Pegging on EOS

pTokens or pegged tokens is EOS's answer to wrapped assets and allows you to deposit your collateral into a smart contract on EOS and mint a token that runs on their chain and native wallets.

At the moment pTokens looks to only provide an onramp for ERC-20 tokens, so if your token is on another chain, you will first need to wrap it as an ERC-20 and then use that wrapped token to add it onto EOS via pTokens.

Pegging on HIVE/STEEM

HIVE and STEEM Engine is a smart contract sidechain platform and exchange that allows you to create custom tokens. You will need to purchase 100 BEE or ENG the native token of the platform and burn it to create a token representation and then reach out to the team to have it pegged and provide additional liquidity so users can trade in and out of the system.

Peg on Binance chain

The popular centralised exchange Binance has its own DEX as well as its own chain, with a native token known as the BNB token. Binance chain allows you to port tokens to the Binance chain using their smart contract protocal known as BEP3 peg.

And that's a wrap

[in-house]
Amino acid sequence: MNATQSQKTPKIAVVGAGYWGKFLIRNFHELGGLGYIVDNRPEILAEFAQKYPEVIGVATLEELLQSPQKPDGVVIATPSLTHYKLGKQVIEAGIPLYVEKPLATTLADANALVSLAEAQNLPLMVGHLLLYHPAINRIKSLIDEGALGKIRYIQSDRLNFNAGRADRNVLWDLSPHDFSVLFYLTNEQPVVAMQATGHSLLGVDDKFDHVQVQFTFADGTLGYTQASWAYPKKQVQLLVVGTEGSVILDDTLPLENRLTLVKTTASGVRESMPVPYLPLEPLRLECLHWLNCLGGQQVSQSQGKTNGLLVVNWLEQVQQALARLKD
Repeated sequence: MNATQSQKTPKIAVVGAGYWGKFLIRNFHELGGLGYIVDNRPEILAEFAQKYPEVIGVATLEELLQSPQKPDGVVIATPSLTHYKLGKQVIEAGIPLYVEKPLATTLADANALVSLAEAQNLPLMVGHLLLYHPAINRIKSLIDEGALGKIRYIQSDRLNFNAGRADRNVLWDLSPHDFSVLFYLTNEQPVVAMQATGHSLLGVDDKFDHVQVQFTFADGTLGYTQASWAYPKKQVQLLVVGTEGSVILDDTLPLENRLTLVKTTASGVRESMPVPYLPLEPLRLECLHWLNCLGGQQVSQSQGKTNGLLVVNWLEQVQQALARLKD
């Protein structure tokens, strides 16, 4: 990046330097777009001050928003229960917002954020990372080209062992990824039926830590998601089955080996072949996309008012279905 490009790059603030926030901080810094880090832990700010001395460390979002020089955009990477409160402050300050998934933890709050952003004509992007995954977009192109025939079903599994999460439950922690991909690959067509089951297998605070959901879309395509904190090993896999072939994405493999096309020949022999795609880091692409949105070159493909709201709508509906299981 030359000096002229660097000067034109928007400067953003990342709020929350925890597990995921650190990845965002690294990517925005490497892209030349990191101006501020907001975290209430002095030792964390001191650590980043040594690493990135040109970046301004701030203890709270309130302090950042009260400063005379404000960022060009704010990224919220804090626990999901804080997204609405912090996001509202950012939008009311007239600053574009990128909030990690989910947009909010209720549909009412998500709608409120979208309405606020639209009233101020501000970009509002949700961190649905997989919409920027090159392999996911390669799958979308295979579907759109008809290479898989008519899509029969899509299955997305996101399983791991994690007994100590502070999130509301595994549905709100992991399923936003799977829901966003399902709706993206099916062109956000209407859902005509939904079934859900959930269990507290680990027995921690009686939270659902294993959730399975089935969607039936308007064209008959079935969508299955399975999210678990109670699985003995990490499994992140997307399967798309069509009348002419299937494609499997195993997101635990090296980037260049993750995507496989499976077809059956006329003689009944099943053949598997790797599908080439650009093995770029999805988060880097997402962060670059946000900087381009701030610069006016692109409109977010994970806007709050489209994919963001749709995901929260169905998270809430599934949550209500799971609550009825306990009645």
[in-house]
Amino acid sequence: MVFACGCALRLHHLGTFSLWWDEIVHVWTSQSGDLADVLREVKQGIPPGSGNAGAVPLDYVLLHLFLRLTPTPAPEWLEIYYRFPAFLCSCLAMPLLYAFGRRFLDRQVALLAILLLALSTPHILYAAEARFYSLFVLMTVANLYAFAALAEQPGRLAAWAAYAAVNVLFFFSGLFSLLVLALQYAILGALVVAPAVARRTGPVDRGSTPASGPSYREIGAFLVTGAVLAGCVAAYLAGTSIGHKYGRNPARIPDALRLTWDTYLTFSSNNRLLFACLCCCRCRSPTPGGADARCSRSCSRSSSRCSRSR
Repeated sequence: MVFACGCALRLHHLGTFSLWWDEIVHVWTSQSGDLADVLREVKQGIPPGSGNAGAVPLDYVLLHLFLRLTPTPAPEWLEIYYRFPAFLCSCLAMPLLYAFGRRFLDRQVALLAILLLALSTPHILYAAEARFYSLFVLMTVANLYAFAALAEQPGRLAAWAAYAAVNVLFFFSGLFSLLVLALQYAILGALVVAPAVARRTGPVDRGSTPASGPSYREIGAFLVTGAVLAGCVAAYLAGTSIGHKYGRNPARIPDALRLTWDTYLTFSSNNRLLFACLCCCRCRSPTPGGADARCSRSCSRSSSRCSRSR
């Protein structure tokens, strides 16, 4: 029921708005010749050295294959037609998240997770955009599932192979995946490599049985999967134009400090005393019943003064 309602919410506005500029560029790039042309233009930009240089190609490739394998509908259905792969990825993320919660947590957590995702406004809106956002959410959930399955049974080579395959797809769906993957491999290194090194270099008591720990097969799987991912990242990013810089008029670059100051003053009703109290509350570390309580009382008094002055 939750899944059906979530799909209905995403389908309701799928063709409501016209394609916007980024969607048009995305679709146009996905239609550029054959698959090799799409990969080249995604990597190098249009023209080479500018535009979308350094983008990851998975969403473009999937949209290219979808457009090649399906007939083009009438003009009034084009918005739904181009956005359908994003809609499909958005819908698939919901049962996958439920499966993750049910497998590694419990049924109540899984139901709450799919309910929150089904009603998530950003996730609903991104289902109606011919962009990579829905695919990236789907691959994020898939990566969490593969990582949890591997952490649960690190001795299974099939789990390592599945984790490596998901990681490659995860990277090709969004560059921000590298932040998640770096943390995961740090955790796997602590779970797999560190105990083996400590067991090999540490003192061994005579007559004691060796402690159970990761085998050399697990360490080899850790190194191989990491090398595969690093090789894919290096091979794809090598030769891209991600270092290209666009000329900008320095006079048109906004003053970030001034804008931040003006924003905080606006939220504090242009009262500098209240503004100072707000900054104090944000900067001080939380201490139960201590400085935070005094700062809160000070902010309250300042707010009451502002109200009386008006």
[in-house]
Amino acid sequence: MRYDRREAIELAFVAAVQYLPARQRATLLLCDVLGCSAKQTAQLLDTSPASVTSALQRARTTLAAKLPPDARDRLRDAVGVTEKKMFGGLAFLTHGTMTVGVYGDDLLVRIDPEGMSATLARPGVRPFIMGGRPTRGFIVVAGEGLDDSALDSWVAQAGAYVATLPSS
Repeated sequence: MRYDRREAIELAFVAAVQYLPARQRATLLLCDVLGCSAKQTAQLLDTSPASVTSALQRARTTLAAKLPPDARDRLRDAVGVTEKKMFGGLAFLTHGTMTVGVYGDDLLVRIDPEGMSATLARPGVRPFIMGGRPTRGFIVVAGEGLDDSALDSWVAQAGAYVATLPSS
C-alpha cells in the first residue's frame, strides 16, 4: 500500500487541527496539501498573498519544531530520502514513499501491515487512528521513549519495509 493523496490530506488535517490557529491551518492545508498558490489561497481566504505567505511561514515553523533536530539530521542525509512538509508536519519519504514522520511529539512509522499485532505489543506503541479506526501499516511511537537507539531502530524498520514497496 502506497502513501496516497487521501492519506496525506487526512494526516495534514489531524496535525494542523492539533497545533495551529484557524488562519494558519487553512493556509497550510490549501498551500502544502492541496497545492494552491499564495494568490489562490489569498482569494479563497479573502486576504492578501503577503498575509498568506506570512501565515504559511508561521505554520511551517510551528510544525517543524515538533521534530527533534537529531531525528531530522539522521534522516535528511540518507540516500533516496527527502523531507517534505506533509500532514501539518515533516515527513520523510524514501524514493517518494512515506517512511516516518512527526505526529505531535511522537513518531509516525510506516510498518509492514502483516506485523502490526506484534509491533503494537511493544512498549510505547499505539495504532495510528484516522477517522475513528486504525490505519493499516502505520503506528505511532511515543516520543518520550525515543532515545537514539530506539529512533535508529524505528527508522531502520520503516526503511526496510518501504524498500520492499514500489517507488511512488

There you have it a guide to minting your tokens on chains that aren't native to your asset; we hope it helps you take better ownership of your project, leverage new dApps and opportunities and reach out to new communities with your token. This is only the beginning, and as the use case has been proven with Ethereum, other chains are sure to follow, which will open up new opportunities in the crypto space especially in the decentralised trading sector.

One peg at a time

Have you wrapped a token before? Which token and chain did you use? Do you know of any other token minting protocols? Let us know in the comments below.

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Recommended reading

If you enjoyed this post and have a little extra time to dive deeper down the rabbit hole, why not check out the following posts on cryptocurrency and blockchain.

Disclaimer: This article should not be taken as, and is not intended to provide any investment advice and is for educational purposes only. As of the time posting the writers may or may not have holdings in some of the coins or tokens they cover. Please conduct your own thorough research before investing in any cryptocurrency as all investments contain risk.

Tags: Blockchain, Cryptocurrency